Please contact me if you have any questions about the class.

New SAE Photography Class Scheduled October 17-19, 2023!

SAE International has just added another of my photography classes (Photography for Accident Reconstruction, Product Liability, and Testing – C1729) at their excellent training center in Troy, MI, for October 17-19, 2023. Please check out this link for more information or to register:  https://www.sae.org/learn/content/c1729/.

Melted aluminum on lug stud. (Nikon D850 with ZEISS Milvus 100 mm f/2 macro lens.)

[Click on photo to enlarge, then click on back arrow to return to this post.]

In addition to the class presentations and materials, I will be bringing various tripods, tripod heads, and accessories, along with a lot of Godox flashes that we’ll use to practice multi-flash and off-camera flash techniques.

Mid-October is still a great time to be in Troy, with daytime highs about 60° and lows about 42°.  The SAE Troy facility is just off I-75 at W Big Beaver and is surrounded by hotels and restaurants, so is quite convenient.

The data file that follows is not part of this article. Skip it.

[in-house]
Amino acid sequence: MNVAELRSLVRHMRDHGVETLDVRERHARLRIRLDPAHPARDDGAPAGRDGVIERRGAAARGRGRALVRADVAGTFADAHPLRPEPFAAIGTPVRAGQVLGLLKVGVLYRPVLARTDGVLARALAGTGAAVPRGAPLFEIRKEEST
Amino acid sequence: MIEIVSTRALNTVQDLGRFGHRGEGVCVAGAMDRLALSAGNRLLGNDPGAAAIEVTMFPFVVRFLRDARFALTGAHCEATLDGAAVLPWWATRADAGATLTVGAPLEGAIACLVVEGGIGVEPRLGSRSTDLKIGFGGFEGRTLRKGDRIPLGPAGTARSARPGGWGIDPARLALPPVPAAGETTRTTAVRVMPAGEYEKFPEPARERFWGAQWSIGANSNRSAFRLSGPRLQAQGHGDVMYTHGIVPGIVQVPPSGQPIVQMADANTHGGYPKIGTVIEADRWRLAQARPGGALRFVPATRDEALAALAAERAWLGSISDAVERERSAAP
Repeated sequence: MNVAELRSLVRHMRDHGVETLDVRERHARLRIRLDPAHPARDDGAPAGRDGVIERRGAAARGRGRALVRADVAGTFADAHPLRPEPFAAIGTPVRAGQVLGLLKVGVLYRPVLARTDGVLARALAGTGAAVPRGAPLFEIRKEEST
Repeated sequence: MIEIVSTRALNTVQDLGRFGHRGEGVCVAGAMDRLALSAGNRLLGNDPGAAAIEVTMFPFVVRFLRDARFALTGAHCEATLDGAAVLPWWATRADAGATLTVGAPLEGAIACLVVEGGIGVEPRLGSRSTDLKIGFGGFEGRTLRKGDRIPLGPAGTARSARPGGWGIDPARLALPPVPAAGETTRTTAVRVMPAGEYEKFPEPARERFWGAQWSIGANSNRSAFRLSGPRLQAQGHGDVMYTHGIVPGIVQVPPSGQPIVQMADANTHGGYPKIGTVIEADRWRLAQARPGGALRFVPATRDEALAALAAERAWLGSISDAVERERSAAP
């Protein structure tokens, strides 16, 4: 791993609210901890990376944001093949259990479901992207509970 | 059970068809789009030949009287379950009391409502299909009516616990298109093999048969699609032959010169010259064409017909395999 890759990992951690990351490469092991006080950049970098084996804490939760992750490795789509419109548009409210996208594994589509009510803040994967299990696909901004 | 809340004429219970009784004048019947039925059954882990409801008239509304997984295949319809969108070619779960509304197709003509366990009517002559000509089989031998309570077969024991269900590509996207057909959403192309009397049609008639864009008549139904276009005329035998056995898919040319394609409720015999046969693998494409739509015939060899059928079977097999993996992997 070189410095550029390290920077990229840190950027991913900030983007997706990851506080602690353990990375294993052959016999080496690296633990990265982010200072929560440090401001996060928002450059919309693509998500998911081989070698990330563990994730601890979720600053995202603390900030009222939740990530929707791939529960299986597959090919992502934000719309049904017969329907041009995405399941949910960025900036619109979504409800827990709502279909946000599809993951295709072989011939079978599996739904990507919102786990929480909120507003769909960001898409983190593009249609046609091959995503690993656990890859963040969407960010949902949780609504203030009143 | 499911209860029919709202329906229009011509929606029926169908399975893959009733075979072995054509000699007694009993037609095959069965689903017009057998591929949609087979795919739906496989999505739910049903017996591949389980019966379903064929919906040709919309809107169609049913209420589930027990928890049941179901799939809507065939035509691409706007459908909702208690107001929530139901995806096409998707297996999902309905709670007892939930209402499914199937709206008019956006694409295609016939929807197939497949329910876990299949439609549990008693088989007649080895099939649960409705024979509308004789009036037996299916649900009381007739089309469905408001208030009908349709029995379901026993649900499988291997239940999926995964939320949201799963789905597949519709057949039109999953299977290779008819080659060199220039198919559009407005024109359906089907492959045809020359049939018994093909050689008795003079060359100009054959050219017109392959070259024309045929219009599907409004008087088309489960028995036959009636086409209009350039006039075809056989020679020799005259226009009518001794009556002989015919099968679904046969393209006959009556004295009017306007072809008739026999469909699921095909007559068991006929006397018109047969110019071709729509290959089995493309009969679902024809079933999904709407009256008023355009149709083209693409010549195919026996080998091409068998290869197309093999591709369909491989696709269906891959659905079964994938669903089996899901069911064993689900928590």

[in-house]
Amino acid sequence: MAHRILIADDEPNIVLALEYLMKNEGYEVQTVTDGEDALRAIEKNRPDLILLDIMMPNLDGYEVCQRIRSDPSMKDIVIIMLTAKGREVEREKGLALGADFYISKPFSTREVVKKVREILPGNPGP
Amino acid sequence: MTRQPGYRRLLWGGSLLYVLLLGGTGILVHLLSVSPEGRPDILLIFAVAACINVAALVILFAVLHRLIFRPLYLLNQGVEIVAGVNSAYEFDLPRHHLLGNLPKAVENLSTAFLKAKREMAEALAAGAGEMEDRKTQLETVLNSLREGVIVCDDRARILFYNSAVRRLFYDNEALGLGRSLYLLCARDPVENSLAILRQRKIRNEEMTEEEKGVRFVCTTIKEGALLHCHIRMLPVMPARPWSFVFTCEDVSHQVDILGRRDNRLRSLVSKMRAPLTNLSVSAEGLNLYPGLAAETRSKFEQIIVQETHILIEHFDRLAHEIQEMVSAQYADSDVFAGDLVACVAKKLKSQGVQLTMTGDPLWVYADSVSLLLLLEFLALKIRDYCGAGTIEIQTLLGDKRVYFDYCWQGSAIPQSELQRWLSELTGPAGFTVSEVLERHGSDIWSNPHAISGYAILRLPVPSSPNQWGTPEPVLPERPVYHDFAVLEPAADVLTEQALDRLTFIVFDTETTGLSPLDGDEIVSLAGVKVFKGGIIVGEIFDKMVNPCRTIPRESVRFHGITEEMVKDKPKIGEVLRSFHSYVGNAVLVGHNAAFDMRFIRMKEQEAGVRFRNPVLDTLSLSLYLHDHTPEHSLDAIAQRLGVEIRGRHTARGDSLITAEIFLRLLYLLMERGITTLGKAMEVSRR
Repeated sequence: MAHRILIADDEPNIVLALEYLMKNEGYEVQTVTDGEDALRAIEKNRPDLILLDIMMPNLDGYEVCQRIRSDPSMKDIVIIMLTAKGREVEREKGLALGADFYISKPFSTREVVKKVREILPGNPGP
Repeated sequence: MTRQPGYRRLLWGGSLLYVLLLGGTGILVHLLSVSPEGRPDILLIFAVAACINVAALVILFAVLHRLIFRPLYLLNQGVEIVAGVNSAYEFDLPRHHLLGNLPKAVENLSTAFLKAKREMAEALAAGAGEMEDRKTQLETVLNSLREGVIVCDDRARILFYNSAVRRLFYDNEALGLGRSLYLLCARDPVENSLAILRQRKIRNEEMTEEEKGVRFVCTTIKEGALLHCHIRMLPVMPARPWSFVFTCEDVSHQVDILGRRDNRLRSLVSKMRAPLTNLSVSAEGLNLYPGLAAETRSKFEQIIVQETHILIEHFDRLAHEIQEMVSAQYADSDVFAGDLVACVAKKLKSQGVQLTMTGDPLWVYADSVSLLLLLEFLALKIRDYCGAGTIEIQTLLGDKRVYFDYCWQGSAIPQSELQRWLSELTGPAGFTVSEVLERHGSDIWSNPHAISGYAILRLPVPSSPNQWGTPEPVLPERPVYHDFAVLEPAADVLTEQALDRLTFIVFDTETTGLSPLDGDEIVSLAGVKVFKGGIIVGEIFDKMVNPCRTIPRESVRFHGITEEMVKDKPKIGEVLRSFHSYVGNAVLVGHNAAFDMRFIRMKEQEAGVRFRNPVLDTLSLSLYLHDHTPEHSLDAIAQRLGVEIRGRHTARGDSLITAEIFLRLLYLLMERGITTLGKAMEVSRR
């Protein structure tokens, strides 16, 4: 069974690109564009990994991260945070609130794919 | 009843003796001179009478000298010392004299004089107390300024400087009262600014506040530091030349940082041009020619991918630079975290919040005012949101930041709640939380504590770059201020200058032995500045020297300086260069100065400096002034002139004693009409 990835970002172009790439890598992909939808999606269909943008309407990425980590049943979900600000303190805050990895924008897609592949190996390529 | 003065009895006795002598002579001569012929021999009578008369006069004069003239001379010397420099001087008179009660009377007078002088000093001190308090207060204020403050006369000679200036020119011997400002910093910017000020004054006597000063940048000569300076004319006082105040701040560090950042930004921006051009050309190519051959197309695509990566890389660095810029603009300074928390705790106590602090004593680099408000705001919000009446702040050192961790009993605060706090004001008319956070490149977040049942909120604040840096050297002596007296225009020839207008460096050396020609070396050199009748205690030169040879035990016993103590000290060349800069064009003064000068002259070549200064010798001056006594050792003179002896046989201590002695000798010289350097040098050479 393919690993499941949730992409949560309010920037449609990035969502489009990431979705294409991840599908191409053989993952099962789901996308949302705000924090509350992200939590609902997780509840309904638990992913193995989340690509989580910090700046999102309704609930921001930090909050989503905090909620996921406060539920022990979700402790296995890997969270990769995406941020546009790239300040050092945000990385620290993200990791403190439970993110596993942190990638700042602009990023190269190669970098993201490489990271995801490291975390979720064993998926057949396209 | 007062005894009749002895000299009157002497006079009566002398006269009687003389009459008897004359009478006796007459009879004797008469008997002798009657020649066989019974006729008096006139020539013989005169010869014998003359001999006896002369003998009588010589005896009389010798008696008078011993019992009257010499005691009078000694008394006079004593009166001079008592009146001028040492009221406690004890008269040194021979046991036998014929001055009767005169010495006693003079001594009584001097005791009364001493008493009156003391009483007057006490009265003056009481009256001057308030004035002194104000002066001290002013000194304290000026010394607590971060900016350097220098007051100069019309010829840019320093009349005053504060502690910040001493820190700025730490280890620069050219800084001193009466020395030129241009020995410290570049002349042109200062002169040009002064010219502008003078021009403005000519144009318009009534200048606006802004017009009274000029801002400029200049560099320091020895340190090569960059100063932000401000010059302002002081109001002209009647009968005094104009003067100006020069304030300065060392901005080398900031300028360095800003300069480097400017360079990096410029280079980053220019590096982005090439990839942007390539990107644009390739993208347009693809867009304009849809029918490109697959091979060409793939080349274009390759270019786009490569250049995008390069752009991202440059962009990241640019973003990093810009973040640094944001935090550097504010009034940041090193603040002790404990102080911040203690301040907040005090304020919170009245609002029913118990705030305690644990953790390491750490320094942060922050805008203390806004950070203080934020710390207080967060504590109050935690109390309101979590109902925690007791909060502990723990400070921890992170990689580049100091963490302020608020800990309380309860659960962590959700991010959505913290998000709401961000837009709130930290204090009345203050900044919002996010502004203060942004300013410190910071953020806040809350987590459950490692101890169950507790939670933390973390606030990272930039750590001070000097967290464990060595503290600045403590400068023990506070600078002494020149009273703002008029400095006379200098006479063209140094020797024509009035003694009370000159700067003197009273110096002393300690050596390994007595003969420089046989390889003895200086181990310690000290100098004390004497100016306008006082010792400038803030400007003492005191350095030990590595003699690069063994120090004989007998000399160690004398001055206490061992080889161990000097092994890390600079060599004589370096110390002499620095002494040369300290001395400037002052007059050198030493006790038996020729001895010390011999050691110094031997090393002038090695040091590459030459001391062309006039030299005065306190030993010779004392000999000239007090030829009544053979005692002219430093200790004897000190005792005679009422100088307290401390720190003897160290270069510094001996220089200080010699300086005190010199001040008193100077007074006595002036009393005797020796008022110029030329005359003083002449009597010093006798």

Please contact me if you have any questions at all.

Truck Tire Revs/Mile in HVEDR Downloads

When inspecting a truck and downloading its HVEDR, it is important to document the actual tire parameters. This includes not only confirming tires sizes, but their load ranges. You must confirm that the tire sizes and load ranges match those on the safety certification label on the door jamb and in the values programmed into the HVEDR.